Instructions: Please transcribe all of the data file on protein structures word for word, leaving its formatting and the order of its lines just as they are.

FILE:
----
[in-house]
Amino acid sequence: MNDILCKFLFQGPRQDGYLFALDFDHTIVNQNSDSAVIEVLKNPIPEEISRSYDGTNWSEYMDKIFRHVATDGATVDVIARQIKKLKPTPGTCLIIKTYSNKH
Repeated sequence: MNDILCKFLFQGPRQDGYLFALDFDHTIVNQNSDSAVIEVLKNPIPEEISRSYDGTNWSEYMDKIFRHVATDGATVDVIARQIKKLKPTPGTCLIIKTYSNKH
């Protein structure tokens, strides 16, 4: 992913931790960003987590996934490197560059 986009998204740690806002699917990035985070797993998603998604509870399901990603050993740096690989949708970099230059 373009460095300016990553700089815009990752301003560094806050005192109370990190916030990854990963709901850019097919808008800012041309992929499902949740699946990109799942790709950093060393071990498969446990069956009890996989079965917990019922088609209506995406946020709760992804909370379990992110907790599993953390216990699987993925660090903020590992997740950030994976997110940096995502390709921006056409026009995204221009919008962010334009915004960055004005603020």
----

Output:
[in-house]
Amino acid sequence: MNDILCKFLFQGPRQDGYLFALDFDHTIVNQNSDSAVIEVLKNPIPEEISRSYDGTNWSEYMDKIFRHVATDGATVDVIARQIKKLKPTPGTCLIIKTYSNKH
Repeated sequence: MNDILCKFLFQGPRQDGYLFALDFDHTIVNQNSDSAVIEVLKNPIPEEISRSYDGTNWSEYMDKIFRHVATDGATVDVIARQIKKLKPTPGTCLIIKTYSNKH
């Protein structure tokens, strides 16, 4: 992913931790960003987590996934490197560059 986009998204740690806002699917990035985070797993998603998604509870399901990603050993740096690989949708970099230059 373009460095300016990553700089815009990752301003560094806050005192109370990190916030990854990963709901850019097919808008800012041309992929499902949740699946990109799942790709950093060393071990498969446990069956009890996989079965917990019922088609209506995406946020709760992804909370379990992110907790599993953390216990699987993925660090903020590992997740950030994976997110940096995502390709921006056409026009995204221009919008962010334009915004960055004005603020």